Philips Momentum 279M1RV Review: Packed With Features and Class-Leading Performance

The Philips Momentum 279M1RV is a 27-inch 4K IPS monitor with 144 Hz, Adaptive-Sync, HDR 600, wide color gamut and Ambiglow bias lighting.

Philips 279M1RV
Editor's Choice
(Image: © Tom's Hardware)

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If your gaming rig takes the form of a high-end PC or one of the latest consoles, an 4K monitor is the best choice to show it off. Of course, you can go for a big-screen television, but if you need a desktop solution, a 27-inch 16:9 flat panel is the ideal shape and size. With so many examples in the category, comparisons become tiny aspects of performance and image quality. The Philips Momentum 279M1RV delivers on all counts.

(Image credit: Philips)

Gaming performance comes down to frame rate and the quality of a monitor’s overdrive. A 4K screen will need a lot of processing power behind it to top 100fps. If your system can do this, the only consideration is overdrive, AKA blur reduction. To date, only the Dough Spectrum D03 and the 279M1RV have truly stood out in this area. They refresh as fast as any other 144 Hz screen, but when viewing moving content, both better maintain motion resolution than anything else. The Philips doesn’t offer a backlight strobe, but it doesn’t need one to deliver superb gaming performance with both FreeSync and G-Sync systems.

In the color accuracy department, the 279M1RV is unmatched. I measured perfect color and grayscale and near-perfect gamma right out of the box. Calibration was completely unnecessary. There are many much more expensive displays that can’t make that claim.

Another standout feature is the Ambiglow LED system. Not only can it provide a flashy light show, but it can also serve as a bias light which has a real impact on contrast and color saturation. I wish it had a few more brightness settings suited to darkened rooms, but in my space, it provided a significant enhancement to the experience.

And don’t forget the tank-like build quality. The Philips Momentum 279M1RV has a premium and high-quality feel with rugged components that will likely outlast multiple systems.

If you’ve scored a high-end PC or console and only a 4K monitor will do, the 279M1RV is among the very best I’ve reviewed to date. Definitely check it out.

MORE: Best Gaming Monitors

MORE: How We Test PC Monitors

MORE: How to Buy a PC Monitor: A 2022 Guide

MORE: How to Choose the Best HDR Monitor

Christian Eberle
Contributing Editor

Christian Eberle is a Contributing Editor for Tom's Hardware US. He's a veteran reviewer of A/V equipment, specializing in monitors.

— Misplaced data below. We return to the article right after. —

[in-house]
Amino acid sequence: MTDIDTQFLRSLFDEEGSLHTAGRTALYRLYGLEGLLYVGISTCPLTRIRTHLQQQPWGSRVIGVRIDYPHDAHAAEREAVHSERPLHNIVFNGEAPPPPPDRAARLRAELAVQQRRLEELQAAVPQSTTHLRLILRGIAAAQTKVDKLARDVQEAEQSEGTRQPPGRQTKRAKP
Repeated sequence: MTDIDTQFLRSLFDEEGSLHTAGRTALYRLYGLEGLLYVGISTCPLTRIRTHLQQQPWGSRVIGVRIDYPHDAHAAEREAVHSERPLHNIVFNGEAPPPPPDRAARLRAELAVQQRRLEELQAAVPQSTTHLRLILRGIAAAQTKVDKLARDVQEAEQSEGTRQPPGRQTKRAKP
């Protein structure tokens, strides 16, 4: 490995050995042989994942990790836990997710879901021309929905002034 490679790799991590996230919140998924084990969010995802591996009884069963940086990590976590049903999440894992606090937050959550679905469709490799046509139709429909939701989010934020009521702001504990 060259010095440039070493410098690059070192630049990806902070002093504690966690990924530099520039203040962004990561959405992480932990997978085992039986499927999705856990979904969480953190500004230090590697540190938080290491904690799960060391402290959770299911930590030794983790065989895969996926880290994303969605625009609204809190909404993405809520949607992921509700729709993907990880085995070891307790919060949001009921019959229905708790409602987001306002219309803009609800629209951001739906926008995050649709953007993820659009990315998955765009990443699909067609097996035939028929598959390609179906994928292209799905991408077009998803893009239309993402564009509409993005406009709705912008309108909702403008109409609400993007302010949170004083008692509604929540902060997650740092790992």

• gg83
    Do they make a 1440p version of this?
    Reply
  • cknobman
    "That means it won’t quite deliver the dynamic contrast of a full-array local-dimming (FALD) model, but it will render solid HDR with deep blacks and bright highlights. "

    Stopped reading right there.
    I call bs as no IPS with edge lit dimming is actually capable of delivering a real HDR experience.

    Then looked at price and laughed even harder. $750!!!
    Phillips be smokin crack, LMAO
    Reply
  • Sergei Tachenov
    cknobman said:
    "That means it won’t quite deliver the dynamic contrast of a full-array local-dimming (FALD) model, but it will render solid HDR with deep blacks and bright highlights. "

    Stopped reading right there.
    I call bs as no IPS with edge lit dimming is actually capable of delivering a real HDR experience.
    Absolutely. You need all three things to deliver any HDR experience: brightness, contrast and color gamut. And the contrast is what, 1000:1? Laughable. That's not "deep blacks." It's just a very bright SDR monitor with wide color gamut, nothing special. In fact, it's just the Philips version of the 27GP950, sharing the same panel.

    On an unrelated note, I wonder whether the KVM switch is as broken as in the 329M1RV. I'm 99% sure it is. Because they call it a KVM switch except... there is no freaking switch! There are exactly two ways to switch between the connected devices. The first, use the "auto-switch" feature: turn one PC off, the monitor will automatically switch to the other. The second, dig all the way through the OSD to find the carefully hidden switch functionality. And nope, you can't set it up to some shortcut, like moving the joystick into a certain direction.

    This is the reason why I chose the M32U over the 329M1RV. Here, the switch comes with a lot of flaws, but at least it's there, and it actually works.

    Philips has a very unique talent of making a horrible mess of UX. I had a Philips TV where plugging earphones in didn't mute the speakers. Instead, you had to mute them manually and then, to adjust the phones' volume, you had to dig through the menu to find it because the volume buttons on the remote control only controlled speakers regardless of whether earphones are connected.
    Reply